The National Gallery in London renames its Degas painting, formerly known as ‘Russian Dancers’, to ‘Ukrainian Dancers’

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The National Gallery in London has changed the title of a drawing by Edgar Degas in its collection of Russian dancers for Ukrainian dancers. The change, which came after pressure on social media, reflects continued pressure for institutions to be more accurate in their characterizations of Ukrainian and Russian culture.

The accuracy of the title “has been an ongoing topic of discussion for many years,” the National Gallery told the Guardianadding that an increase in attention since Russia’s invasion of Ukraine prompted officials to “update the title of the chart to better reflect the topic.”

Degas likely encountered the dance troupe while performing near the artist’s home in Paris at venues such as the Moulin Rouge and the Folies-Bergère. In the painting, the figures are loosely outlined so that they appear in motion, with the legs raised in mid-stride.

The dancers have long hair decorated with ribbons in the Ukrainian national colors of blue and yellow; their traditional folk costumes identify them as peasant dancers, not the classically trained ballerinas that appear in many of Degas’s works. The artist described this series, which he completed around 1899, as “orgies of color” that captured the unbridled spirit of the performers.

Tanya Kolotusha, a Ukrainian living in London, posted Degas’ painting on Instagram with a caption noting that Russia had and still is “appropriating many elements of Ukrainian culture.” The National Gallery responded directly in the comments to let them know the title had been updated. The work is currently not visible.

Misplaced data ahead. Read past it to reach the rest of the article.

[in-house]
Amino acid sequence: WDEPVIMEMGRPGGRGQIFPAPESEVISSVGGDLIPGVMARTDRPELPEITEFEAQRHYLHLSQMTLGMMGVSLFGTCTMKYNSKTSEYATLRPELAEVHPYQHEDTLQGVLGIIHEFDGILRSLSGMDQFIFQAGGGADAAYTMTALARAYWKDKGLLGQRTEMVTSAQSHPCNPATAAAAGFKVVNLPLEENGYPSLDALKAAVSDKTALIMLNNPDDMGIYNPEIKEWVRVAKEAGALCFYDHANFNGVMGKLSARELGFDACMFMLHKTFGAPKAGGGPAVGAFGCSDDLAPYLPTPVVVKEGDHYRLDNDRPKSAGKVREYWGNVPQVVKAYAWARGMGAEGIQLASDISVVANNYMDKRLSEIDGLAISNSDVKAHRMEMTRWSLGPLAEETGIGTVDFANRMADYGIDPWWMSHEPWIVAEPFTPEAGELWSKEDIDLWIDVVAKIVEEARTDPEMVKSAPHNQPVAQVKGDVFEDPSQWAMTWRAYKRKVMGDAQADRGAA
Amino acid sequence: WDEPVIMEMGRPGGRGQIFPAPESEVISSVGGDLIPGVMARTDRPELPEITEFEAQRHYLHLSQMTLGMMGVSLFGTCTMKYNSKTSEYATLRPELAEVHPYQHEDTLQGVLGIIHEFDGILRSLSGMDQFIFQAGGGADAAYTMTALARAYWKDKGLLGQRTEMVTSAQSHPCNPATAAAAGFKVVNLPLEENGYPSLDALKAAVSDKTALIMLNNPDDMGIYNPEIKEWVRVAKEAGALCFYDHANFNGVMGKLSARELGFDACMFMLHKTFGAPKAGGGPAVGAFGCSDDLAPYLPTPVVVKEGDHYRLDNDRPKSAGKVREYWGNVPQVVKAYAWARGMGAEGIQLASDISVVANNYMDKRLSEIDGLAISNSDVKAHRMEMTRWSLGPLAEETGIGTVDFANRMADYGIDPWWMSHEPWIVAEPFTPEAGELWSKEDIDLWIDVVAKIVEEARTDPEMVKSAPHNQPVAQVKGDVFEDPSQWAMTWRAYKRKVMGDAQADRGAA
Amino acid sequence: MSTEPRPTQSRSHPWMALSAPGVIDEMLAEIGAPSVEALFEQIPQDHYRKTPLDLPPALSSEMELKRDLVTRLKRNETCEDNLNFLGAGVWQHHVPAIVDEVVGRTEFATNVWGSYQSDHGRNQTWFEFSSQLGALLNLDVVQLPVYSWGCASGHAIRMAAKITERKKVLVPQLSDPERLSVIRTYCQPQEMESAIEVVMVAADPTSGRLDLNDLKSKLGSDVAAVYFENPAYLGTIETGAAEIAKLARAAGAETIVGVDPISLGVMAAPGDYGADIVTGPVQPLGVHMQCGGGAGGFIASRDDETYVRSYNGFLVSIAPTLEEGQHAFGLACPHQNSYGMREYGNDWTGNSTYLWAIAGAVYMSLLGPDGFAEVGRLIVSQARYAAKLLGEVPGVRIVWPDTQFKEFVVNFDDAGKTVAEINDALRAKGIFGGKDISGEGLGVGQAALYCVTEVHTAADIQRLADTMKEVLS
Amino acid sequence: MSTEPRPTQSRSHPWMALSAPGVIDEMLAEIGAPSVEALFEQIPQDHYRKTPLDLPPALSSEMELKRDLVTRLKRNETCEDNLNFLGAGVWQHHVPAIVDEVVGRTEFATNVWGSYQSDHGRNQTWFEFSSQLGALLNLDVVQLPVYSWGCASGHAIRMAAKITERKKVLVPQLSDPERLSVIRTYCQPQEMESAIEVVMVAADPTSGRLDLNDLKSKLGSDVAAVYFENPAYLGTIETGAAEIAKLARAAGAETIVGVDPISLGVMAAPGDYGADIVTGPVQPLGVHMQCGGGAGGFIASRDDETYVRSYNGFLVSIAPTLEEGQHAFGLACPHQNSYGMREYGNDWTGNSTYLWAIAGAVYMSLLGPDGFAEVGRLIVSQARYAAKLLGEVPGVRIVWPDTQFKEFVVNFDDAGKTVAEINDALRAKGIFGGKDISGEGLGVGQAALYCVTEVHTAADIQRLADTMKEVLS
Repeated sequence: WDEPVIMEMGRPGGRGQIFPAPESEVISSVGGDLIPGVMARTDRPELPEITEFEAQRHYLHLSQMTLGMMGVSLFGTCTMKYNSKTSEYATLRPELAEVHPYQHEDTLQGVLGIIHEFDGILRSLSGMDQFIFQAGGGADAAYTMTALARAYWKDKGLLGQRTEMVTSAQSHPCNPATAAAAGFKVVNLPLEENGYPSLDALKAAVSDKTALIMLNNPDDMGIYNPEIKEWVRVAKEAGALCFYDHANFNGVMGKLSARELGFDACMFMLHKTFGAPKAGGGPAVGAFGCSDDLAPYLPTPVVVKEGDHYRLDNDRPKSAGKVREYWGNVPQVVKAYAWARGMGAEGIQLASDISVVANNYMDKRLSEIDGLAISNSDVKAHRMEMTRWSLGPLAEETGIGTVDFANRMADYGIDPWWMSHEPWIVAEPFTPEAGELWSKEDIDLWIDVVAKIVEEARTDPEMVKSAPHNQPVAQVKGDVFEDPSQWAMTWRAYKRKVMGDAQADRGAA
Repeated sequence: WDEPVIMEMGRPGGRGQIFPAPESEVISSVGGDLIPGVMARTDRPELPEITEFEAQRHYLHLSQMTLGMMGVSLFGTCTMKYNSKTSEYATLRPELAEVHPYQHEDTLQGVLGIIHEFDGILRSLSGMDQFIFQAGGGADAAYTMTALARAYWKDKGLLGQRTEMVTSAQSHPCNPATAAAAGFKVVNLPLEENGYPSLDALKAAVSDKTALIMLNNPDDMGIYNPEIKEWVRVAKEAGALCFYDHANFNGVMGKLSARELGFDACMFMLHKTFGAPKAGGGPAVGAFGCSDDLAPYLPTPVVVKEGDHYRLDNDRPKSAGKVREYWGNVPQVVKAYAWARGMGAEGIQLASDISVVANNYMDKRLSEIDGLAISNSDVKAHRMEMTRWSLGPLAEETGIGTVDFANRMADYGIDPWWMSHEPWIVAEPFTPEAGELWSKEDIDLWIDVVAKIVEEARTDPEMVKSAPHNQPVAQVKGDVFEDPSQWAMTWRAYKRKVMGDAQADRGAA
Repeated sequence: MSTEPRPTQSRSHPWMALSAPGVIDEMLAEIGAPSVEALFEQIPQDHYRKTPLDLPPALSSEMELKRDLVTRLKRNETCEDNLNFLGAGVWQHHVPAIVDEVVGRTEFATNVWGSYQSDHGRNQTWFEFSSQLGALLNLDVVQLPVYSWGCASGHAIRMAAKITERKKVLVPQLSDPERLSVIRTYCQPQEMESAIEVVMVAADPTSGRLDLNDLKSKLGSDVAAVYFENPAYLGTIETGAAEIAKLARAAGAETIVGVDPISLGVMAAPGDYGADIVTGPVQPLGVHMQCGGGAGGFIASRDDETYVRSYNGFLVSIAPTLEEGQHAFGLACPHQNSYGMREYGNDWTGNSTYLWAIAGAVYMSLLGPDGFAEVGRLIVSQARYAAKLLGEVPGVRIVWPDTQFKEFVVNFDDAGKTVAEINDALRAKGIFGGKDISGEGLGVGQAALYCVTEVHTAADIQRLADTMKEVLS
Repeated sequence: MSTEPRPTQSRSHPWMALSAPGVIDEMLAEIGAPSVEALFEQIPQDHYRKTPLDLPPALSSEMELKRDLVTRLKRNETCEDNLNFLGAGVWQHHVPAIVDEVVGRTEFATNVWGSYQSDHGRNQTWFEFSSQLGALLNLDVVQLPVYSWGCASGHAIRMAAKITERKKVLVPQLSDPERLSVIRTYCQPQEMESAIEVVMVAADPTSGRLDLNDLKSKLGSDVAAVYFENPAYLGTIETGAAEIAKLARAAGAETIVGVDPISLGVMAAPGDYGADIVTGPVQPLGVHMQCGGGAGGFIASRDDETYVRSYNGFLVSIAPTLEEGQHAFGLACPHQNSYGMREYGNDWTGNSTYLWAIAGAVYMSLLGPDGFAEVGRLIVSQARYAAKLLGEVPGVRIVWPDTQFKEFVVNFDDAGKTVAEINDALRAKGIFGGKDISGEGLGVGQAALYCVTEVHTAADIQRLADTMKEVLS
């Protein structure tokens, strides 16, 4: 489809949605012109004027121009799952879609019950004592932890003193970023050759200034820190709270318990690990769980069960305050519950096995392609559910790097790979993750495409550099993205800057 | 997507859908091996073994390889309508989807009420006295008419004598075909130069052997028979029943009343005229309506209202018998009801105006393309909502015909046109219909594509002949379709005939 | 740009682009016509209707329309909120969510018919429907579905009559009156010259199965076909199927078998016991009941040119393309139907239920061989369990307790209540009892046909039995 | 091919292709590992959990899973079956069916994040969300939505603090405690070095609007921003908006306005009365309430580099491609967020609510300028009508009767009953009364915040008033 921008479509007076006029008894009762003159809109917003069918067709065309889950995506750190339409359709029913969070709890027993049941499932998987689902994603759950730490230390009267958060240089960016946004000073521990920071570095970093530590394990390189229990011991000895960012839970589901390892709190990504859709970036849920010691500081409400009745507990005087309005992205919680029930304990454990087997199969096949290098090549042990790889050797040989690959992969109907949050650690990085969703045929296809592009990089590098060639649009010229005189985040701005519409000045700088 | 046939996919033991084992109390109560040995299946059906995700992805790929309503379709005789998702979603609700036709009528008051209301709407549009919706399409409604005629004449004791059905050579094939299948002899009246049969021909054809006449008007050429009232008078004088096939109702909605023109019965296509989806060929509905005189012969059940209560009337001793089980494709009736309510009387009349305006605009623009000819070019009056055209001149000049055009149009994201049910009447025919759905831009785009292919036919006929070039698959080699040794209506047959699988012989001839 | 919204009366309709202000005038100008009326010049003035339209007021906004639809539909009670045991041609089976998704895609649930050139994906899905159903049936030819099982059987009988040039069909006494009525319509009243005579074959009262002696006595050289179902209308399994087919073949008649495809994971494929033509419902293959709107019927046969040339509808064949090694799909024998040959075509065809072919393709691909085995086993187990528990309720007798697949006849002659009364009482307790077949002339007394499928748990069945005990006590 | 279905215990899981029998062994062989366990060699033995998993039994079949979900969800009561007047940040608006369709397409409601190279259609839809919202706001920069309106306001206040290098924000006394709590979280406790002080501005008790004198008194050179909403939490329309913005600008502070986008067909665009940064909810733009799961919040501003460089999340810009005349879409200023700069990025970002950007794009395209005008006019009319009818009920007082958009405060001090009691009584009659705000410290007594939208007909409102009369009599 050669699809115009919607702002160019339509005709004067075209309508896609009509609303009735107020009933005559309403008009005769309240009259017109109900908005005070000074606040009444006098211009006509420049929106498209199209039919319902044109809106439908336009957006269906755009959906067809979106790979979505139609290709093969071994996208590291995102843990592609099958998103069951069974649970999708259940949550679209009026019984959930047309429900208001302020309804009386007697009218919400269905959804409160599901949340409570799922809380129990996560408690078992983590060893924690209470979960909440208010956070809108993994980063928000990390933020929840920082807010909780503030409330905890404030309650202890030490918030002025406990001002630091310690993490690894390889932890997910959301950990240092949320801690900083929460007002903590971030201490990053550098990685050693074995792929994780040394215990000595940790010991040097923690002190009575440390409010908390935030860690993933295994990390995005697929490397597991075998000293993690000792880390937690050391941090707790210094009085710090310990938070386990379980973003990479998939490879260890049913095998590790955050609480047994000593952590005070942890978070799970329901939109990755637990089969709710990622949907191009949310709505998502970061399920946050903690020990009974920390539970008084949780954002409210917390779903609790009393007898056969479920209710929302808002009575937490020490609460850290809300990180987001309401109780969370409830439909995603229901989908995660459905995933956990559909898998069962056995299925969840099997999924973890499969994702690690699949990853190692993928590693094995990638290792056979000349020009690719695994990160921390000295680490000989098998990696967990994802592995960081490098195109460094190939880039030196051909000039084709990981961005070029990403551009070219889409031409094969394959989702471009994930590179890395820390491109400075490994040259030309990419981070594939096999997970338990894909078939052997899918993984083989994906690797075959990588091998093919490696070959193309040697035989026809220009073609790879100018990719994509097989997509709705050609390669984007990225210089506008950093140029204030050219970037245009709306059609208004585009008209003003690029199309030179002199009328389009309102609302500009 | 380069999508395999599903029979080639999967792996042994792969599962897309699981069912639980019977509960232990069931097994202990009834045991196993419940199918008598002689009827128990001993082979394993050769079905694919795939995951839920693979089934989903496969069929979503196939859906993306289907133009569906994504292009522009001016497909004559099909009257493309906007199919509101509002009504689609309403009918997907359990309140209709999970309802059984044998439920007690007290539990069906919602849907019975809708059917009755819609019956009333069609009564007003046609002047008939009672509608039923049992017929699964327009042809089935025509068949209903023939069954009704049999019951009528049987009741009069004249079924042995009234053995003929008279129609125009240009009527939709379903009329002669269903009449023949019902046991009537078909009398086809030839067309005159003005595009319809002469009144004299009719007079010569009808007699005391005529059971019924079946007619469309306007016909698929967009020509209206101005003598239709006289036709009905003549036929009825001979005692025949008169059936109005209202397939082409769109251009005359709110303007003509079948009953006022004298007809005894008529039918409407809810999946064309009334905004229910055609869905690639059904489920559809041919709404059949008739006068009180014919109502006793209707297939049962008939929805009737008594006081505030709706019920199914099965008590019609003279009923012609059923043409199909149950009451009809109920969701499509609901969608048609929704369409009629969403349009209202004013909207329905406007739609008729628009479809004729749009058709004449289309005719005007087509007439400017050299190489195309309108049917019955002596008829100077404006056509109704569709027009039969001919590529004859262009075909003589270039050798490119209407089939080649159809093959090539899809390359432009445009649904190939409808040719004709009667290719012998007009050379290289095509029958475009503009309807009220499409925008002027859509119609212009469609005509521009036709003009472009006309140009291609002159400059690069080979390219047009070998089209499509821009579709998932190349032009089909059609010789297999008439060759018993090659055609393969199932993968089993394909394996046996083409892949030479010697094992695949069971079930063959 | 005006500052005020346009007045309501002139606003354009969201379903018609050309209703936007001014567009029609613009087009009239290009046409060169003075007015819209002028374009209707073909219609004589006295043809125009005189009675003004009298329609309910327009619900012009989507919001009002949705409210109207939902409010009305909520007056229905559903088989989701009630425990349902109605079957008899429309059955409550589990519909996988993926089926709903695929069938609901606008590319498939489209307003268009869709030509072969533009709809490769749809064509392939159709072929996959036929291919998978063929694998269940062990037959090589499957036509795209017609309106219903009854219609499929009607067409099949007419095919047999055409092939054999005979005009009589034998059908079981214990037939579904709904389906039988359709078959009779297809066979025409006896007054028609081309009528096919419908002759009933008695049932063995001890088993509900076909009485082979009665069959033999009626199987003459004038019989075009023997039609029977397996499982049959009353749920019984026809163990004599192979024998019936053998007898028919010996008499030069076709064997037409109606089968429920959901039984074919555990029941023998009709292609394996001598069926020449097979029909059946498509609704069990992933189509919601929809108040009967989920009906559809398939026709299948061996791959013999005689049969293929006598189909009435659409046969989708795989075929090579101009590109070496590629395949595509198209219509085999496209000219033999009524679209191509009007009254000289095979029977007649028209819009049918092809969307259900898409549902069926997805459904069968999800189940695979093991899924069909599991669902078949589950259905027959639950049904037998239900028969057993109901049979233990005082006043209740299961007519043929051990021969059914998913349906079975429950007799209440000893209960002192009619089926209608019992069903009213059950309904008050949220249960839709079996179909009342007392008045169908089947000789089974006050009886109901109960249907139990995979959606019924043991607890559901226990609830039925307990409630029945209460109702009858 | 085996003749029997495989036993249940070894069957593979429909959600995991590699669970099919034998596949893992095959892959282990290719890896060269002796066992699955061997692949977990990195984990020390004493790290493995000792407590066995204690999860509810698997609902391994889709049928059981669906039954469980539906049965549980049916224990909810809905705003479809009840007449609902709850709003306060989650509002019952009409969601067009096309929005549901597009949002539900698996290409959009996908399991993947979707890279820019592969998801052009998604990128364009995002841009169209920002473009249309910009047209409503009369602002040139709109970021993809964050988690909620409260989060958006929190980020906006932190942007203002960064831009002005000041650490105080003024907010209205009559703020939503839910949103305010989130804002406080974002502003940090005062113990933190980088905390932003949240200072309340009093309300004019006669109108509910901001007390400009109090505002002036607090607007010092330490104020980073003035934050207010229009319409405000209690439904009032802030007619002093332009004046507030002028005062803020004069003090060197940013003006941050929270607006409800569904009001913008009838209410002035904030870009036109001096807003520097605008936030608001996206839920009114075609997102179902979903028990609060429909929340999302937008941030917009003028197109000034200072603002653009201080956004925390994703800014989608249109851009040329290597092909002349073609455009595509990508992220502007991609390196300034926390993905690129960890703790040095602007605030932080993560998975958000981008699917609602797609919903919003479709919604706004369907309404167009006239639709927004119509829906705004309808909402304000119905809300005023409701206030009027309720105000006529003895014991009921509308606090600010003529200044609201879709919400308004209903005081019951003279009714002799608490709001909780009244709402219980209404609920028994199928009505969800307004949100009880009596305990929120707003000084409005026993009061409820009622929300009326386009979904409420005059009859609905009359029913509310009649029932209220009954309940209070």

Russian dancer (1899) in the collection of the Metropolitan Museum of Art. “width=”775″ height=”1024″ srcset=”https://news.artnet.com/app/news-upload/2022/04/77I_052R2M-775×1024.jpg 775w, https://news.artnet.com /app/news-upload/2022/04/77I_052R2M-227×300.jpg 227w, https://news.artnet.com/app/news-upload/2022/04/77I_052R2M-38×50.jpg 38w, https://news .artnet.com/app/news-upload/2022/04/77I_052R2M-1454×1920.jpg 1454w, https://news.artnet.com/app/news-upload/2022/04/77I_052R2M.jpg 1463w” sizes=” (max-width: 775px) 100vw, 775px”/>

Edgar Degas, Russian dancer (1899) in the collection of the Metropolitan Museum of Art.

Historians have noted that titles and framing were often used as a tool to consolidate Russian influence. Olesya Khromeychuk, a historian and director of the London-based Ukrainian Institute, wrote: “Putin has one of the biggest armies in the world, but he has other weapons too. Culture and history figure prominently in his arsenal.

Khromeychuk, whose brother was killed in 2017 by shrapnel, noted that “every visit to a gallery or museum in London with exhibits of USSR art or film reveals a deliberate misinterpretation or just lazy about the region like an endless Russia; just as the current President of the Russian Federation would like to see.

The Metropolitan Museum in New York and the Museum of Fine Arts in Houston have pastels by Edgar Degas titled Russian dancer in their collections, and the Getty Museum organized the exhibition “Degas: Russian Dancers and the Art of Pastel” in 2016.

Neither the Met nor institution MFA Houston responded to inquiries about a future name change at press time.

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